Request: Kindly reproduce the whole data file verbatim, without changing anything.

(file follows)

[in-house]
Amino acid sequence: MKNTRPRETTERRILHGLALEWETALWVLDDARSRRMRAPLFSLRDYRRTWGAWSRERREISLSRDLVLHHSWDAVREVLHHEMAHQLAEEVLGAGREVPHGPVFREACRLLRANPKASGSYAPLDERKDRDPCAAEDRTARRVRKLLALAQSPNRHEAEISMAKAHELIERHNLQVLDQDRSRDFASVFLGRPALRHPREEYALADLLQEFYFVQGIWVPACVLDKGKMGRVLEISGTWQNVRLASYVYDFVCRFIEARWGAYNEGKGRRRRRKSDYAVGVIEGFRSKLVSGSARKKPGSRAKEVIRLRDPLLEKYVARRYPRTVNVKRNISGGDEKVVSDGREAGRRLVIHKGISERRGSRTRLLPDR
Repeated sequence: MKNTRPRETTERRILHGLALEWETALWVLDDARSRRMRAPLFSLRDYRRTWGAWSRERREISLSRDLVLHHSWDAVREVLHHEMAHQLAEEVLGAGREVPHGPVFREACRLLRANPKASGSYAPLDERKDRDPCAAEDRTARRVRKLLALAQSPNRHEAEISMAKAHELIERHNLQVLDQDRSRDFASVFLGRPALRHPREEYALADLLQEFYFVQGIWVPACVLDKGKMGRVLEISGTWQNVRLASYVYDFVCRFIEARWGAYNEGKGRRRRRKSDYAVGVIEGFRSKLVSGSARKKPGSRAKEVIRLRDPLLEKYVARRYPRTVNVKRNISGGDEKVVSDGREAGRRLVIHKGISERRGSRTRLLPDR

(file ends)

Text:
[in-house]
Amino acid sequence: MKNTRPRETTERRILHGLALEWETALWVLDDARSRRMRAPLFSLRDYRRTWGAWSRERREISLSRDLVLHHSWDAVREVLHHEMAHQLAEEVLGAGREVPHGPVFREACRLLRANPKASGSYAPLDERKDRDPCAAEDRTARRVRKLLALAQSPNRHEAEISMAKAHELIERHNLQVLDQDRSRDFASVFLGRPALRHPREEYALADLLQEFYFVQGIWVPACVLDKGKMGRVLEISGTWQNVRLASYVYDFVCRFIEARWGAYNEGKGRRRRRKSDYAVGVIEGFRSKLVSGSARKKPGSRAKEVIRLRDPLLEKYVARRYPRTVNVKRNISGGDEKVVSDGREAGRRLVIHKGISERRGSRTRLLPDR
Repeated sequence: MKNTRPRETTERRILHGLALEWETALWVLDDARSRRMRAPLFSLRDYRRTWGAWSRERREISLSRDLVLHHSWDAVREVLHHEMAHQLAEEVLGAGREVPHGPVFREACRLLRANPKASGSYAPLDERKDRDPCAAEDRTARRVRKLLALAQSPNRHEAEISMAKAHELIERHNLQVLDQDRSRDFASVFLGRPALRHPREEYALADLLQEFYFVQGIWVPACVLDKGKMGRVLEISGTWQNVRLASYVYDFVCRFIEARWGAYNEGKGRRRRRKSDYAVGVIEGFRSKLVSGSARKKPGSRAKEVIRLRDPLLEKYVARRYPRTVNVKRNISGGDEKVVSDGREAGRRLVIHKGISERRGSRTRLLPDR